Full Text Available Understanding synaptic connectivity and plasticity within brain circuits and their relationship to learning and behavior is a fundamental quest in neuroscience. Visualizing the fine details of synapses using optical microscopy remains however a major technical challenge. Super resolution microscopy opens the possibility to reveal molecular features of synapses beyond the diffraction limit. With direct stochastic optical reconstruction microscopy, dSTORM, we image synaptic proteins in the brain tissue of the fruit fly, Drosophila melanogaster. Super resolution imaging of brain tissue harbors difficulties due to light scattering and the density of signals. In order to reduce out of focus signal, we take advantage of the genetic tools available in the Drosophila and have fluorescently tagged synaptic proteins expressed in only a small number of neurons. These neurons form synapses within the calyx of the mushroom body, a distinct brain region involved in associative memory formation. Our results show that super resolution microscopy, in combination with genetically labelled synaptic proteins, is a powerful tool to investigate synapses in a quantitative fashion providing an entry point for studies on synaptic plasticity during learning and memory formation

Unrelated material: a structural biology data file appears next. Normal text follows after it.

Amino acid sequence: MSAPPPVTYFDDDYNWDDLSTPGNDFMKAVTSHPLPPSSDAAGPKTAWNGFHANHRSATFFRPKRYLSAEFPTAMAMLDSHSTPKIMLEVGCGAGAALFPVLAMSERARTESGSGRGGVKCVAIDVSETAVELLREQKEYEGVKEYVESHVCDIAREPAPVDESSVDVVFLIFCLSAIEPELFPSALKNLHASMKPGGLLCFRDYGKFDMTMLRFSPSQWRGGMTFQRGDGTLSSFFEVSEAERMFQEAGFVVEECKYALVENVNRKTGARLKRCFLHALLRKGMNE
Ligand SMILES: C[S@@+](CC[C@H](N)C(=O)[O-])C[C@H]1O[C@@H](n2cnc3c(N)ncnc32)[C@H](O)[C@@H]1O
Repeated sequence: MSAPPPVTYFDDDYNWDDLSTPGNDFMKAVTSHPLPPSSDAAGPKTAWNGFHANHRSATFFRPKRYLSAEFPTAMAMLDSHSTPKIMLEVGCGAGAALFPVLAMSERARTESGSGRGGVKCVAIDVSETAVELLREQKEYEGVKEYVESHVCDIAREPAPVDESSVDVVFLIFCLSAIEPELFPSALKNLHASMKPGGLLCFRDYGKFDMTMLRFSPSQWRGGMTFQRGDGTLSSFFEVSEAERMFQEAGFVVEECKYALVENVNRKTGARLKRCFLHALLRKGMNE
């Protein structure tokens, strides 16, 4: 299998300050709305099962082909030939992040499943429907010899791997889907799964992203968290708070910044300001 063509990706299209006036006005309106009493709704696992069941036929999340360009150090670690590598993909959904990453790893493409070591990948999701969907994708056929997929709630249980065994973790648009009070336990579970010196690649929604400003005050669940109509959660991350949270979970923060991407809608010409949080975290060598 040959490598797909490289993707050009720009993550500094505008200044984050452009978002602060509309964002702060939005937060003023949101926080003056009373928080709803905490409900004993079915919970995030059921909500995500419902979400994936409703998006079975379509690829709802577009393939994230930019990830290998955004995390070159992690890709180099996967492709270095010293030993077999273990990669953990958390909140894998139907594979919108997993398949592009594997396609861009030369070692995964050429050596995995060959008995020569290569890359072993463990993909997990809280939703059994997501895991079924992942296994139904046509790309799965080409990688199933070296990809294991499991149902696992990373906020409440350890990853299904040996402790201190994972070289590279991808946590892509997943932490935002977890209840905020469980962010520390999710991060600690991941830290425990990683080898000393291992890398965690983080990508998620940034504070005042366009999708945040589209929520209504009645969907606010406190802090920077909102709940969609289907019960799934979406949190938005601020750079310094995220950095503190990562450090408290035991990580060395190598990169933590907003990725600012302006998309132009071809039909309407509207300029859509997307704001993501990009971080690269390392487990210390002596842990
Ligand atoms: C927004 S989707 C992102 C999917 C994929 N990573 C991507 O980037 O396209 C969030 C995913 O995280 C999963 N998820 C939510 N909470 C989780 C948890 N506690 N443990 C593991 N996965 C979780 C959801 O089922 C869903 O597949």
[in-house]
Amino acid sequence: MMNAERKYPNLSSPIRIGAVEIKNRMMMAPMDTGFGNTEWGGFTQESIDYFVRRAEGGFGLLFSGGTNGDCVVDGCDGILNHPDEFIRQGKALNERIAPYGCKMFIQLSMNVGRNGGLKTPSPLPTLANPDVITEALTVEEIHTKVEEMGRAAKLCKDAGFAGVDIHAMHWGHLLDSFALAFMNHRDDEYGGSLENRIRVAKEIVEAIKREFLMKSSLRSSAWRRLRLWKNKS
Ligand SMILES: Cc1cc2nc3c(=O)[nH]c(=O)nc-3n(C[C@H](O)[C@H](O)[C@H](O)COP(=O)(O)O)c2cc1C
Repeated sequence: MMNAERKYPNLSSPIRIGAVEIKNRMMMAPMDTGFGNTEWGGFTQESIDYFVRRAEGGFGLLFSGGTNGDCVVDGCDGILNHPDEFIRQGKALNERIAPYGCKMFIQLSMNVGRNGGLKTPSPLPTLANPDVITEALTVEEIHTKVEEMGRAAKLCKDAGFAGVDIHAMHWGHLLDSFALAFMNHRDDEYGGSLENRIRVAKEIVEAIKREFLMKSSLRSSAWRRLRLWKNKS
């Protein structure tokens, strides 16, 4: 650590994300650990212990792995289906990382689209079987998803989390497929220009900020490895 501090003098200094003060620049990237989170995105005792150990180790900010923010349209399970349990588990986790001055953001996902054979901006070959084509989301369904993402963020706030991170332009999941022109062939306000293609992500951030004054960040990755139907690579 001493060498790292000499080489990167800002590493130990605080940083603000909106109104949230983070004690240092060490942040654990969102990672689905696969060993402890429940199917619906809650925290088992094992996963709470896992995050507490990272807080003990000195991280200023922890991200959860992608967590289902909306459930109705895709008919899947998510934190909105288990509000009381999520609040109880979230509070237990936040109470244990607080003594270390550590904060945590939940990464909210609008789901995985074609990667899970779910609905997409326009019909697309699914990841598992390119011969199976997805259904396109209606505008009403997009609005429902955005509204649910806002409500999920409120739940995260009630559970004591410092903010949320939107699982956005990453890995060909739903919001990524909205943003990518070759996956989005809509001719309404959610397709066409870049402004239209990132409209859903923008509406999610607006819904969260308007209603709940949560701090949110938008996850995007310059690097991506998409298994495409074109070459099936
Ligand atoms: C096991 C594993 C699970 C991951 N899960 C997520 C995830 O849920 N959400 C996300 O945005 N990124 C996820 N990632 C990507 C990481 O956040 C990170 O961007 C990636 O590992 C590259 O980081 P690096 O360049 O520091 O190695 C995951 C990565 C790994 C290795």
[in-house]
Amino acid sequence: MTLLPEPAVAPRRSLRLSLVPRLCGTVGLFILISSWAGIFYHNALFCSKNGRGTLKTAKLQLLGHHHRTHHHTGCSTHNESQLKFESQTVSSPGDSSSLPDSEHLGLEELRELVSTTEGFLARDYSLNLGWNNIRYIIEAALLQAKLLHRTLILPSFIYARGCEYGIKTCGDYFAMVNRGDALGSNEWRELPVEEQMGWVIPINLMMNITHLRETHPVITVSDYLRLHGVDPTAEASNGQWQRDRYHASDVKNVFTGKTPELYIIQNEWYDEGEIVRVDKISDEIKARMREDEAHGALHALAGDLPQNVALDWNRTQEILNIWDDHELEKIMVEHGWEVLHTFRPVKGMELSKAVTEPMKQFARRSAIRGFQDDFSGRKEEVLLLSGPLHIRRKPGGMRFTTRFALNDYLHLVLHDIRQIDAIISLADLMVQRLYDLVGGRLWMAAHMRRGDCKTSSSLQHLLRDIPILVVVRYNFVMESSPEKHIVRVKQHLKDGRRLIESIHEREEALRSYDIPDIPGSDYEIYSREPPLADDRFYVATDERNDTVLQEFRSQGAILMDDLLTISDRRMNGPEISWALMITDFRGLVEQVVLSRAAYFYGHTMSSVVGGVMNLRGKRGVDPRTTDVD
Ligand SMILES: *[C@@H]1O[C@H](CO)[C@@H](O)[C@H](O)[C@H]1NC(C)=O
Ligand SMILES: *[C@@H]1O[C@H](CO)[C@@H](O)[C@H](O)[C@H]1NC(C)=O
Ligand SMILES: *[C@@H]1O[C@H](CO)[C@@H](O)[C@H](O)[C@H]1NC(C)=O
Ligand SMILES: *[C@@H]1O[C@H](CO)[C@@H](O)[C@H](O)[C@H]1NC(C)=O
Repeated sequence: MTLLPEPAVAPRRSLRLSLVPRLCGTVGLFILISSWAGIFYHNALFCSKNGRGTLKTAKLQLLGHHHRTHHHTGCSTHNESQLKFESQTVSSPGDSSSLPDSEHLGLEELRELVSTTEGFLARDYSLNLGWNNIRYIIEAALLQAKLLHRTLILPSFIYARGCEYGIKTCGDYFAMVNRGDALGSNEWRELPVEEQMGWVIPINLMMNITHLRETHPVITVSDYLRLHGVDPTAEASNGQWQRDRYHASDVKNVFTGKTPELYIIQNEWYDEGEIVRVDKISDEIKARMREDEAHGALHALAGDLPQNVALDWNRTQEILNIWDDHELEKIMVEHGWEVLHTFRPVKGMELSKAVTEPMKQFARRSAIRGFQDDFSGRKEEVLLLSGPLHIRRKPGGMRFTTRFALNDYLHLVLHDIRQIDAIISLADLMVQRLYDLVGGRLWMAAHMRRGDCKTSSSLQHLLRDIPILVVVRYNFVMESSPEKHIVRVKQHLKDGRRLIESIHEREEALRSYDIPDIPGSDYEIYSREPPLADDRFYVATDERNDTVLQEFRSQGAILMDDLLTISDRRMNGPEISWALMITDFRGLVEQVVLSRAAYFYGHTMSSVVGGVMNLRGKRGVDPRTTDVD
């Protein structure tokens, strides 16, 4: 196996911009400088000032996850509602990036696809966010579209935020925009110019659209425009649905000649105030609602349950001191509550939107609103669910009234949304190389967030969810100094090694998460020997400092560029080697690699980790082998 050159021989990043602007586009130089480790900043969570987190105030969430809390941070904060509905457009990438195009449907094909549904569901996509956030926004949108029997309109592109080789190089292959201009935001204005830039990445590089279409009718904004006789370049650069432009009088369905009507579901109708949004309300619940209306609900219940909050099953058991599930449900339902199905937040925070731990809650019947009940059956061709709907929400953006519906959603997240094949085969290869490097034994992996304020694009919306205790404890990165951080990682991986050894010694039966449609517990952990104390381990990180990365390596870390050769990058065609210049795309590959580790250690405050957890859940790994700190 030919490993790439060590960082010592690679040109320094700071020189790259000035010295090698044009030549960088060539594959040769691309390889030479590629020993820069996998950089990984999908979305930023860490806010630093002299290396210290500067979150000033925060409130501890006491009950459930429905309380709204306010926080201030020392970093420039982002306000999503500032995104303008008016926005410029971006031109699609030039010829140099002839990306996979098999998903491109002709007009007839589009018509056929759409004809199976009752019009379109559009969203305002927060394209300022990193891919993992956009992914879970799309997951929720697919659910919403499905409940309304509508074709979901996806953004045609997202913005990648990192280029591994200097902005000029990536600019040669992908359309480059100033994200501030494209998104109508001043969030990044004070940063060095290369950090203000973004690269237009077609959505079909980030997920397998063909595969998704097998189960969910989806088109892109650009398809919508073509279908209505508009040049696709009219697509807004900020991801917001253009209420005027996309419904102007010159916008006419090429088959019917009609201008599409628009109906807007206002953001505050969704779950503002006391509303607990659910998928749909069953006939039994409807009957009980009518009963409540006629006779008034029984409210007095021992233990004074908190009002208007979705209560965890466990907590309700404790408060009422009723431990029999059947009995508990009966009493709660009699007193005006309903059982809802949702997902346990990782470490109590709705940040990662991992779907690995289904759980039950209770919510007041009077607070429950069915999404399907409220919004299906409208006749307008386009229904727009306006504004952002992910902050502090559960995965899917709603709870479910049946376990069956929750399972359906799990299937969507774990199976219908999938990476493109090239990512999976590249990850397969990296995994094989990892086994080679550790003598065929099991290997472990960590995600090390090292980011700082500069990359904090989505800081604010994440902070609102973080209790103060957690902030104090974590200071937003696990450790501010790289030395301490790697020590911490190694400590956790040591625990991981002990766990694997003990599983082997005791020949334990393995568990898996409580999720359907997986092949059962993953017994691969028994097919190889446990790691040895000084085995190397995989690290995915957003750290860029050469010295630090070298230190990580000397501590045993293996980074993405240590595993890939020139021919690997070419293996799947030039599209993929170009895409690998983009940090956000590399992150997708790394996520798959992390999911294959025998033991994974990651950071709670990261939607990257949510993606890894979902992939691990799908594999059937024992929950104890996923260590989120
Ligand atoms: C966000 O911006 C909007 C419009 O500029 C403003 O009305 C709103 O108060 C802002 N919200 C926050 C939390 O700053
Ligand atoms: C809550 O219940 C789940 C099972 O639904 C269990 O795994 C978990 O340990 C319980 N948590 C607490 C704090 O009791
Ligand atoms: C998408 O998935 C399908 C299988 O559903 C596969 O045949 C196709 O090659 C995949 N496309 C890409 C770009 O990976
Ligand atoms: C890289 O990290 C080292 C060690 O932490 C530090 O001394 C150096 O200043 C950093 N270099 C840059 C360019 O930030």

5. Photophysics of Fluorescent Probes for Single-Molecule Biophysics and Super-Resolution Imaging

    Science.gov (United States)

    Ha, Taekjip; Tinnefeld, Philip

    2012-05-01

    Single-molecule fluorescence spectroscopy and super-resolution microscopy are important elements of the ongoing technical revolution to reveal biochemical and cellular processes in unprecedented clarity and precision. Demands placed on the photophysical properties of the fluorophores are stringent and drive the choice of appropriate probes. Such fluorophores are not simple light bulbs of a certain color and brightness but instead have their own “personalities” regarding spectroscopic parameters, redox properties, size, water solubility, photostability, and several other factors. Here, we review the photophysics of fluorescent probes, both organic fluorophores and fluorescent proteins, used in applications such as particle tracking, single-molecule FRET, stoichiometry determination, and super-resolution imaging. Of particular interest is the thiol-induced blinking of Cy5, a curse for single-molecule biophysical studies that was later overcome using Trolox through a reducing/oxidizing system but a boon for super-resolution imaging owing to the controllable photoswitching. Understanding photophysics is critical in the design and interpretation of single-molecule experiments.